Combat drones create novel challenges for international humanitarian law and international human rights law; the second set of contributions analyzes these challenges. Charles Blanchard, a former general counsel for the United States Air Force, emphasizes that drones are remotely piloted. Like more conventional weapons, such as piloted strike aircraft, drones are always under human control, and thus, he argues, capable of being subject to the same international and domestic rules that govern conventional use of force. William Banks’s chapter is a useful companion to Blanchard’s analysis, as it highlights how their regular deployment outside of recognized theaters of war and the capacity to target specific, known individuals in addition to groups of suspected enemy combatants challenges the laws of war. Naureen Shah suggests that these capabilities blur the lines between traditional military operations and intelligence operations, which in the United States are typically governed by different and less stringent oversight procedures than conventionally piloted strike aircraft.
The third major section of the book collects chapters that focus on the strategic and policy implications of drones. Peter Singer rightly notes that the technological development for drones, as well as other technologies, is rapidly outpacing our current capacity to govern and think through the ethical and legal implications of technological change; this is a point that Rosa Brooks develops in more detail. Megan Braun suggests that drone technology itself is not revolutionary but is part of a more gradual evolution of surveillance and precision weapons technologies. What is revolutionary, though, is the fact that drones have enabled a new policy of targeted killings, a change that is in some ways independent of drone technology and that raises important questions about the ethics of the use of force, discussed briefly by David True.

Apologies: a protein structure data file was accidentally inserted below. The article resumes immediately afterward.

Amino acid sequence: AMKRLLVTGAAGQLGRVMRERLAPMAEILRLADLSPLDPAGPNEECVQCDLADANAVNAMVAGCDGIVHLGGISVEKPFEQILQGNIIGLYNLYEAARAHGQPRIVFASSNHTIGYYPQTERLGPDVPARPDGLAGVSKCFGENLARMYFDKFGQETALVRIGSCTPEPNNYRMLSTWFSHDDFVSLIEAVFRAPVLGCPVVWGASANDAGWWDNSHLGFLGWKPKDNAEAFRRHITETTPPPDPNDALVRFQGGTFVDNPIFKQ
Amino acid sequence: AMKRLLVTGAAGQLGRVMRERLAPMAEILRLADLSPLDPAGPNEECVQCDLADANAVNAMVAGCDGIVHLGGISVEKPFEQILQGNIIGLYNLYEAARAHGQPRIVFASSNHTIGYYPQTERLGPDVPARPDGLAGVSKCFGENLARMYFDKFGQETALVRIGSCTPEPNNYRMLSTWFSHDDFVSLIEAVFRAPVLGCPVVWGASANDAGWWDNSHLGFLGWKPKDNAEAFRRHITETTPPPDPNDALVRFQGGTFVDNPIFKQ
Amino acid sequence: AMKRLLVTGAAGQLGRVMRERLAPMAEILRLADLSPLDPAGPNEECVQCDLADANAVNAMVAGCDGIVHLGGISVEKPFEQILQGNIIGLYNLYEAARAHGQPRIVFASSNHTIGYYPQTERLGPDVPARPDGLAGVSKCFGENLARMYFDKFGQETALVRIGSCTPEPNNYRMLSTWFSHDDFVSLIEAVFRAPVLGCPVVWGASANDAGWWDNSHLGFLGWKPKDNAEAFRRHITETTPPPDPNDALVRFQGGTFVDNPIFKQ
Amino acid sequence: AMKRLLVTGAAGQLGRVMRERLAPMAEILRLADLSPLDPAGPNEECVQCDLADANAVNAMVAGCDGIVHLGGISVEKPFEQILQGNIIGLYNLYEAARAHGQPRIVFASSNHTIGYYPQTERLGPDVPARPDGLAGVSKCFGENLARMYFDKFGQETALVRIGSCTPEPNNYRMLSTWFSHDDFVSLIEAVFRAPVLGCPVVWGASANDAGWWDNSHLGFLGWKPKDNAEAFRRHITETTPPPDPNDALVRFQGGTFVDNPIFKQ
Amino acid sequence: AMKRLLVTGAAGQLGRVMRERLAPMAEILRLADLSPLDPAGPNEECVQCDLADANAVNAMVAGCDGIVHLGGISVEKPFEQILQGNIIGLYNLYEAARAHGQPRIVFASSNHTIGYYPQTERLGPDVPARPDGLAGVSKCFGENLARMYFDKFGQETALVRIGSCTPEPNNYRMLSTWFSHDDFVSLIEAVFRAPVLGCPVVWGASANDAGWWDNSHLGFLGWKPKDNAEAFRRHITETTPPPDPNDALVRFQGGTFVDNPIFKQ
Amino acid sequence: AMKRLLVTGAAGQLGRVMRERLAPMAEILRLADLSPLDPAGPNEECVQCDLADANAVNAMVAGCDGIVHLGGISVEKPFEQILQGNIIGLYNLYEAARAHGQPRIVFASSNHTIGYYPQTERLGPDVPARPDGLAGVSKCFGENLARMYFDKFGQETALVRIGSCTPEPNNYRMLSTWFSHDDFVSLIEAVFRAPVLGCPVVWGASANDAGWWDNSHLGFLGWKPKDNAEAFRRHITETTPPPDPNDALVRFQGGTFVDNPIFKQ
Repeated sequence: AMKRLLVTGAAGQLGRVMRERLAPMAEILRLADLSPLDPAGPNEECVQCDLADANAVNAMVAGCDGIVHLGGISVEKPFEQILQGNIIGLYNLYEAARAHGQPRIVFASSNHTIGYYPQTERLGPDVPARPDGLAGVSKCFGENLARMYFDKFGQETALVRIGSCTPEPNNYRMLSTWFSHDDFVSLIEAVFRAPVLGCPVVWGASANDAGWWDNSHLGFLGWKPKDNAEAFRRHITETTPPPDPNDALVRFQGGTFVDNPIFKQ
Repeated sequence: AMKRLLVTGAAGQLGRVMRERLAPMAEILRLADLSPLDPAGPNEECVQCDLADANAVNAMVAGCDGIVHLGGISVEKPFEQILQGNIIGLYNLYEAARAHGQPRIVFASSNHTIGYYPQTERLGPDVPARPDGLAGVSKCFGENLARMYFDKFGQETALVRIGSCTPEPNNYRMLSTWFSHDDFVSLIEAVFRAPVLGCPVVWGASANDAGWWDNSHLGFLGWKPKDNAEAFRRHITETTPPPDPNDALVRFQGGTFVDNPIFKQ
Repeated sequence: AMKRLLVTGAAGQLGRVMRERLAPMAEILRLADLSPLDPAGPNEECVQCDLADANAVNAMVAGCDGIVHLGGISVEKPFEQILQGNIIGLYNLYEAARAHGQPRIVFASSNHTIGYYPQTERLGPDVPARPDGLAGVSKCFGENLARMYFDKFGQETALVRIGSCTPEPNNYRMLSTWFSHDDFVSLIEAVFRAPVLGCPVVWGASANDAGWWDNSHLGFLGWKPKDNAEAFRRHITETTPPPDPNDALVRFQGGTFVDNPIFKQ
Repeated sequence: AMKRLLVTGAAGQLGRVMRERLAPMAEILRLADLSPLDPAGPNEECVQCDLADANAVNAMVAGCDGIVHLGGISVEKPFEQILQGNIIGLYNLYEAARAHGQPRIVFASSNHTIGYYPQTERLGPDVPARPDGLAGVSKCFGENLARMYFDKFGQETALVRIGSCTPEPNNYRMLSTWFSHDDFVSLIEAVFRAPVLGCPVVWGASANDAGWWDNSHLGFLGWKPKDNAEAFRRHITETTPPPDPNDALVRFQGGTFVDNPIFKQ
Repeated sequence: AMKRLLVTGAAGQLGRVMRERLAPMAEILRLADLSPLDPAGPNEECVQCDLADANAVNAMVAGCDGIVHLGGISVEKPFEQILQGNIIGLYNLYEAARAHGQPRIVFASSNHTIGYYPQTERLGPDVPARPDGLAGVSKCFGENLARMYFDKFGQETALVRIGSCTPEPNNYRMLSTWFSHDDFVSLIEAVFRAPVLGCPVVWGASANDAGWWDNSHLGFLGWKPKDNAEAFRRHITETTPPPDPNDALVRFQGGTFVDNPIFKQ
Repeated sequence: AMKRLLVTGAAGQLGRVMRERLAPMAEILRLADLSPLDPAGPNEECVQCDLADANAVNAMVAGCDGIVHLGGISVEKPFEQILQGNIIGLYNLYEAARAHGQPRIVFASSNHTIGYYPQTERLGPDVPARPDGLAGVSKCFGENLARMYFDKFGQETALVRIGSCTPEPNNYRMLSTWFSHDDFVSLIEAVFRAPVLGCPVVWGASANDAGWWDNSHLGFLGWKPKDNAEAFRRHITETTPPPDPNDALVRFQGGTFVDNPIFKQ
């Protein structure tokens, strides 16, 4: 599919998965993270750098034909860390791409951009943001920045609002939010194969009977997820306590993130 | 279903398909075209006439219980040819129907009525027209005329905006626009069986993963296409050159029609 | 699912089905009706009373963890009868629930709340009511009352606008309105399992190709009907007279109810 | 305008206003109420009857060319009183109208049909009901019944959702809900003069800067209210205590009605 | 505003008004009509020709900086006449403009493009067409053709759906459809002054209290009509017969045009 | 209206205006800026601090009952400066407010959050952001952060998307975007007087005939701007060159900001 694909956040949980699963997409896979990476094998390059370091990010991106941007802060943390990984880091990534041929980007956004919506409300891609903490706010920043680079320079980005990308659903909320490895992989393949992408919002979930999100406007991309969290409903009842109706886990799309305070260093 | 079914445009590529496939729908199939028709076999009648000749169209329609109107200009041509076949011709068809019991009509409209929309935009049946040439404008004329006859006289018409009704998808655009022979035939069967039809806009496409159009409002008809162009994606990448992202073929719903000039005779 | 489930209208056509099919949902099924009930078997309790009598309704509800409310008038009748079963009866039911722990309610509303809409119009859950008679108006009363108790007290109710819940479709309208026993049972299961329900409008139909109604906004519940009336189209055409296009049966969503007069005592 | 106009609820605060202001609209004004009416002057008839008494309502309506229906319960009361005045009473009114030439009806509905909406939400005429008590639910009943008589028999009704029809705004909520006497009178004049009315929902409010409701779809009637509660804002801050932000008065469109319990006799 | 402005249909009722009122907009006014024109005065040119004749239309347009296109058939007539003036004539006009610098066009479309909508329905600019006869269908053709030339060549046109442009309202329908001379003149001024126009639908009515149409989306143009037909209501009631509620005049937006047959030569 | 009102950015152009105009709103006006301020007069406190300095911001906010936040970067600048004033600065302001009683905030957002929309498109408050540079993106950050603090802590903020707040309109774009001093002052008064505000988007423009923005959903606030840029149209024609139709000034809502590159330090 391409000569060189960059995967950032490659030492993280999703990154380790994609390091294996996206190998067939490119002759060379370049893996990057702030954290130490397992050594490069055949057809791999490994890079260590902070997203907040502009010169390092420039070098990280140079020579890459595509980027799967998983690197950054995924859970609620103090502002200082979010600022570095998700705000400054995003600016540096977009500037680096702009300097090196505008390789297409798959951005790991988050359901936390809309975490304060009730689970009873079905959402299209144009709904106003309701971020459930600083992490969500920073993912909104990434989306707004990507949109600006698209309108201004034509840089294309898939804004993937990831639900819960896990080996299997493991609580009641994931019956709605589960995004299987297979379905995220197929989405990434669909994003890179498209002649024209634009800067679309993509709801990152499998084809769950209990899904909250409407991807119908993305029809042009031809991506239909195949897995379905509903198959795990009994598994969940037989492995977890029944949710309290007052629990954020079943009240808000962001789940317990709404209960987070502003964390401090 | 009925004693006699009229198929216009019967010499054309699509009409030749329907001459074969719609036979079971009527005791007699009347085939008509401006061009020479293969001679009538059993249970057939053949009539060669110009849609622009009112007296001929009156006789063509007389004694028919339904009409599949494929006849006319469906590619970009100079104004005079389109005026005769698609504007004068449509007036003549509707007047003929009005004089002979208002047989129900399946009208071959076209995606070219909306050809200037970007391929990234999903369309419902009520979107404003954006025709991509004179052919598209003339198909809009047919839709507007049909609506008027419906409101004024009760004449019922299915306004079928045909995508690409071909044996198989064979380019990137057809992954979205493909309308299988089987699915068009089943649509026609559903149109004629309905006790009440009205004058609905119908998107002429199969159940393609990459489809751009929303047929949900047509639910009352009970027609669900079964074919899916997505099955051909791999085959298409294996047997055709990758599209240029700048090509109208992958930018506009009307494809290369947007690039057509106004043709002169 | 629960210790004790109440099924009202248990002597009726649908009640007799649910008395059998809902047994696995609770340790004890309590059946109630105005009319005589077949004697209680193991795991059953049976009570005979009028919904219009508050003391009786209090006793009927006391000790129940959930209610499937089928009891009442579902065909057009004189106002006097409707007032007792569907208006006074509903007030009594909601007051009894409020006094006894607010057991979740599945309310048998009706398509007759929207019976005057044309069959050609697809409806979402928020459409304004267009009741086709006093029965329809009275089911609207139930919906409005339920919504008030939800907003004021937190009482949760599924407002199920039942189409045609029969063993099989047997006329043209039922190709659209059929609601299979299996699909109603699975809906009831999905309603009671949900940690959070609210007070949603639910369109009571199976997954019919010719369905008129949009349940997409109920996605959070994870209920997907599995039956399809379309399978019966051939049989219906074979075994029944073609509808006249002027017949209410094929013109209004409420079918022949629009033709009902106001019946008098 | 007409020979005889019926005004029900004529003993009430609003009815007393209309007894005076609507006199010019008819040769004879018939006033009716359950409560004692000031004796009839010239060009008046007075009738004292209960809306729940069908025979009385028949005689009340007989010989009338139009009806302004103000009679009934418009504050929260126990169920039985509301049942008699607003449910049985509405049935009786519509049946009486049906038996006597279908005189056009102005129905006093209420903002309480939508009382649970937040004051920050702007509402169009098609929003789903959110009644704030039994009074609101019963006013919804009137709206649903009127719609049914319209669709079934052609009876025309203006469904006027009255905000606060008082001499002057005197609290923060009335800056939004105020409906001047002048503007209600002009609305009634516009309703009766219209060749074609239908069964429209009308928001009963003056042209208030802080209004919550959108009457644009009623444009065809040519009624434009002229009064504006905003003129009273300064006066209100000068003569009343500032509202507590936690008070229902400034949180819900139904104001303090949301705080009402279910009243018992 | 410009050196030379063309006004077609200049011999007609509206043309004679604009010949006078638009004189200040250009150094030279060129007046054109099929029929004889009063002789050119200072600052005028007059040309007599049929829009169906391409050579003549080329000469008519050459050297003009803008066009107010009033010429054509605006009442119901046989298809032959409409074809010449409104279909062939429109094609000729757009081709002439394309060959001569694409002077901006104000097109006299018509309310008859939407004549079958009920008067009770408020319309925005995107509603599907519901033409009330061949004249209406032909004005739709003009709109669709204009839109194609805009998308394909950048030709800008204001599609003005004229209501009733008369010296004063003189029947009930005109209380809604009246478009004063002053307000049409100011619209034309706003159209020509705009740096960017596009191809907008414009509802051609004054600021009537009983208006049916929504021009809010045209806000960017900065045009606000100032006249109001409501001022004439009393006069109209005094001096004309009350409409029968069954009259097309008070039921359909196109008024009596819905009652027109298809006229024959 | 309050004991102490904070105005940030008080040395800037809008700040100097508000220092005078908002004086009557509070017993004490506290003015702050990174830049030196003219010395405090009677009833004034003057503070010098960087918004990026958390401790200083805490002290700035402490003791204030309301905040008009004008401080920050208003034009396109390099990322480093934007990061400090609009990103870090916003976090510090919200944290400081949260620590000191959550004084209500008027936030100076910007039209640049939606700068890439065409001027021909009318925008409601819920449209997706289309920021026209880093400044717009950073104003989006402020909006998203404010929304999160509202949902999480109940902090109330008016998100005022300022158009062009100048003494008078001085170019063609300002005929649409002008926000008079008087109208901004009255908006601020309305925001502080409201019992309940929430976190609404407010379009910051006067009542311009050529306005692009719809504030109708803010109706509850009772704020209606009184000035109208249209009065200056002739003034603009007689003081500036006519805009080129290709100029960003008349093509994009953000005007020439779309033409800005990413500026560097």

The book closes with considerations of how drone technology has and will continue to change the future of warfare. This section opens with an interview with an anonymous resident of Pakistan’s tribal areas, who stresses both how drones are quite accurate at hitting physical targets, such as building and vehicles, but at the same time create widespread anxiety among residents without a direct connection to militant groups. Werner J. A. Dahm speculates how drones might change in the future, while Konstantin Kakaes provides a short and fascinating history of the little-known development and use of drones since the early twentieth century. In their contributions, Samuel Issacharoff and Richard Pildes, as well as Brad Allenby, hold that rather than considering how the development of drone technology will change society, we must consider how it interacts with social structures and laws to jointly determine the consequences of new weapons systems. The book closes with Rothenberg’s analysis of how surveillance and precision targeting technologies are allowing a fundamental shift in the use of force from targeting enemy formations to targeting specific individuals anywhere in the world.